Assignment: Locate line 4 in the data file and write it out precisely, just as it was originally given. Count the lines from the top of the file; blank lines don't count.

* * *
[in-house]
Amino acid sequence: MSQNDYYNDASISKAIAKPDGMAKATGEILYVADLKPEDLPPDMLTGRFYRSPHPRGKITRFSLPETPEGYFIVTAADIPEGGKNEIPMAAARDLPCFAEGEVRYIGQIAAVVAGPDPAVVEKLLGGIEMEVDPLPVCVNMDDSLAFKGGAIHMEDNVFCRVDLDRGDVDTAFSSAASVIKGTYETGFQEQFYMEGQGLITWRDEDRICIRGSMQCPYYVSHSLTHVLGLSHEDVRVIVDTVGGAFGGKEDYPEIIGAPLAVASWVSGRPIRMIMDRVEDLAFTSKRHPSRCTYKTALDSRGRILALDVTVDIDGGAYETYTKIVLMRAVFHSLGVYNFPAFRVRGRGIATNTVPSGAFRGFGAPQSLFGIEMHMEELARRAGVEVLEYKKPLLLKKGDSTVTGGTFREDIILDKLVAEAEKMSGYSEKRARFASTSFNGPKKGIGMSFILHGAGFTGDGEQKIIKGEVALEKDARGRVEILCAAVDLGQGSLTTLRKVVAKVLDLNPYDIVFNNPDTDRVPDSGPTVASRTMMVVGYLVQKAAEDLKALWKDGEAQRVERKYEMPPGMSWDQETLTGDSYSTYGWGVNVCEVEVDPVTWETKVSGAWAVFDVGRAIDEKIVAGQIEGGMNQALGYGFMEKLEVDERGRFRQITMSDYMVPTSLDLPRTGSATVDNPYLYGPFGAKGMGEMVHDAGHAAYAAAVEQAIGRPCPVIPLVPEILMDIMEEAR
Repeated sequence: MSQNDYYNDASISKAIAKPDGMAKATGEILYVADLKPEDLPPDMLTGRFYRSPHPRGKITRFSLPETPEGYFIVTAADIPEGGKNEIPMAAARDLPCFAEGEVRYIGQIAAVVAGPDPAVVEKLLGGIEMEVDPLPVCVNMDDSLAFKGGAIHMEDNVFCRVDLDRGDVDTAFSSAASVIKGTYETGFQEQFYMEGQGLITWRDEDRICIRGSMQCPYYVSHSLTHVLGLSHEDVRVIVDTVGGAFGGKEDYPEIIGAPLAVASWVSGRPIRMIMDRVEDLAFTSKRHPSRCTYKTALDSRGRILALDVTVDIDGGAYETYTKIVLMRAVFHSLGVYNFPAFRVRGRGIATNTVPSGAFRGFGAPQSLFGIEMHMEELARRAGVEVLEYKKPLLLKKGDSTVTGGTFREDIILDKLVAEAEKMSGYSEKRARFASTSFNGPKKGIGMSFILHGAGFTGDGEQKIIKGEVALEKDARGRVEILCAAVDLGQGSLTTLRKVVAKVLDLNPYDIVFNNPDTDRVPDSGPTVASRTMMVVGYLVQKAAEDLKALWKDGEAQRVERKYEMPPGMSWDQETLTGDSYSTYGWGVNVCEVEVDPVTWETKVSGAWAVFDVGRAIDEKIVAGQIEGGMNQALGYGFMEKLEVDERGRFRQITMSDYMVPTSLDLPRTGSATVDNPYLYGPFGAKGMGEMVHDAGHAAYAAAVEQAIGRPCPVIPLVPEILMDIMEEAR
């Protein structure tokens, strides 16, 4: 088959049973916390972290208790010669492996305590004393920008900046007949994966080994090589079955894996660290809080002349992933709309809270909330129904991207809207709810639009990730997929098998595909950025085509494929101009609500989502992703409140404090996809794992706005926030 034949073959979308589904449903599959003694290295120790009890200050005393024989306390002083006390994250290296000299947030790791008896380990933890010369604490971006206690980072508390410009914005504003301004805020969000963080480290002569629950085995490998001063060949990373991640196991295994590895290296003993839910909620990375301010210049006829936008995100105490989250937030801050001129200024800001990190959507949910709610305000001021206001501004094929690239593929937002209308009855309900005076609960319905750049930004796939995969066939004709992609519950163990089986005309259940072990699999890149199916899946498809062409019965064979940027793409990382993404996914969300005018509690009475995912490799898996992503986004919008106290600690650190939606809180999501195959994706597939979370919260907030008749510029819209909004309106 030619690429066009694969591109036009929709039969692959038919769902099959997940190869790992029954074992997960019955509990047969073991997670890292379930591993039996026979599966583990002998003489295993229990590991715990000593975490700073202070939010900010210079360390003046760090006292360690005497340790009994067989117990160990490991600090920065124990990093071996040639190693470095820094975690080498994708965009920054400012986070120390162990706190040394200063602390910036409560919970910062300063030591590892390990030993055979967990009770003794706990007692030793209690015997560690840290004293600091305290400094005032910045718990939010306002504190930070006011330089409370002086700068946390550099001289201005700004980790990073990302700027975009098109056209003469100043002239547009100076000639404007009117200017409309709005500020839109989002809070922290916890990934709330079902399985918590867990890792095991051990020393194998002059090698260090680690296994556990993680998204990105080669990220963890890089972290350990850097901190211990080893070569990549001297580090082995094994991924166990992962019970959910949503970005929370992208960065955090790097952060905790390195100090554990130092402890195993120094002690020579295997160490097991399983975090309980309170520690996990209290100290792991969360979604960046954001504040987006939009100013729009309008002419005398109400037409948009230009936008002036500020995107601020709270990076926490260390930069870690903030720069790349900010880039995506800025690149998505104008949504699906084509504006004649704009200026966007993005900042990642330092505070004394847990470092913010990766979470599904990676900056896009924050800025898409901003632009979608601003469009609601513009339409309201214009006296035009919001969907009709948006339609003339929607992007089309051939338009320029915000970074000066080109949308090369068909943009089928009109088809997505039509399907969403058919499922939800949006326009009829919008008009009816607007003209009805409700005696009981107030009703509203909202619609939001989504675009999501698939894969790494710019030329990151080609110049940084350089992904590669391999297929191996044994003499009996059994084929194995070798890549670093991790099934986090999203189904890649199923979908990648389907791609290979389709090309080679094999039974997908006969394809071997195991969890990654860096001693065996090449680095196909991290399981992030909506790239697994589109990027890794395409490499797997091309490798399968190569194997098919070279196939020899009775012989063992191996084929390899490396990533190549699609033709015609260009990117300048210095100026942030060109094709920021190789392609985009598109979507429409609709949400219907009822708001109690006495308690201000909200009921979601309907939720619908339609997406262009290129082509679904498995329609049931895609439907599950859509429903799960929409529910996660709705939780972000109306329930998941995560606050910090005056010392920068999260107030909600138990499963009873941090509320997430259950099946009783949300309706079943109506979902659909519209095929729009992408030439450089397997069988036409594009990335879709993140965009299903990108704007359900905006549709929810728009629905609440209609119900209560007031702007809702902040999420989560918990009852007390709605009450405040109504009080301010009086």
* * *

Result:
């Protein structure tokens, strides 16, 4: 088959049973916390972290208790010669492996305590004393920008900046007949994966080994090589079955894996660290809080002349992933709309809270909330129904991207809207709810639009990730997929098998595909950025085509494929101009609500989502992703409140404090996809794992706005926030 034949073959979308589904449903599959003694290295120790009890200050005393024989306390002083006390994250290296000299947030790791008896380990933890010369604490971006206690980072508390410009914005504003301004805020969000963080480290002569629950085995490998001063060949990373991640196991295994590895290296003993839910909620990375301010210049006829936008995100105490989250937030801050001129200024800001990190959507949910709610305000001021206001501004094929690239593929937002209308009855309900005076609960319905750049930004796939995969066939004709992609519950163990089986005309259940072990699999890149199916899946498809062409019965064979940027793409990382993404996914969300005018509690009475995912490799898996992503986004919008106290600690650190939606809180999501195959994706597939979370919260907030008749510029819209909004309106 030619690429066009694969591109036009929709039969692959038919769902099959997940190869790992029954074992997960019955509990047969073991997670890292379930591993039996026979599966583990002998003489295993229990590991715990000593975490700073202070939010900010210079360390003046760090006292360690005497340790009994067989117990160990490991600090920065124990990093071996040639190693470095820094975690080498994708965009920054400012986070120390162990706190040394200063602390910036409560919970910062300063030591590892390990030993055979967990009770003794706990007692030793209690015997560690840290004293600091305290400094005032910045718990939010306002504190930070006011330089409370002086700068946390550099001289201005700004980790990073990302700027975009098109056209003469100043002239547009100076000639404007009117200017409309709005500020839109989002809070922290916890990934709330079902399985918590867990890792095991051990020393194998002059090698260090680690296994556990993680998204990105080669990220963890890089972290350990850097901190211990080893070569990549001297580090082995094994991924166990992962019970959910949503970005929370992208960065955090790097952060905790390195100090554990130092402890195993120094002690020579295997160490097991399983975090309980309170520690996990209290100290792991969360979604960046954001504040987006939009100013729009309008002419005398109400037409948009230009936008002036500020995107601020709270990076926490260390930069870690903030720069790349900010880039995506800025690149998505104008949504699906084509504006004649704009200026966007993005900042990642330092505070004394847990470092913010990766979470599904990676900056896009924050800025898409901003632009979608601003469009609601513009339409309201214009006296035009919001969907009709948006339609003339929607992007089309051939338009320029915000970074000066080109949308090369068909943009089928009109088809997505039509399907969403058919499922939800949006326009009829919008008009009816607007003209009805409700005696009981107030009703509203909202619609939001989504675009999501698939894969790494710019030329990151080609110049940084350089992904590669391999297929191996044994003499009996059994084929194995070798890549670093991790099934986090999203189904890649199923979908990648389907791609290979389709090309080679094999039974997908006969394809071997195991969890990654860096001693065996090449680095196909991290399981992030909506790239697994589109990027890794395409490499797997091309490798399968190569194997098919070279196939020899009775012989063992191996084929390899490396990533190549699609033709015609260009990117300048210095100026942030060109094709920021190789392609985009598109979507429409609709949400219907009822708001109690006495308690201000909200009921979601309907939720619908339609997406262009290129082509679904498995329609049931895609439907599950859509429903799960929409529910996660709705939780972000109306329930998941995560606050910090005056010392920068999260107030909600138990499963009873941090509320997430259950099946009783949300309706079943109506979902659909519209095929729009992408030439450089397997069988036409594009990335879709993140965009299903990108704007359900905006549709929810728009629905609440209609119900209560007031702007809702902040999420989560918990009852007390709605009450405040109504009080301010009086």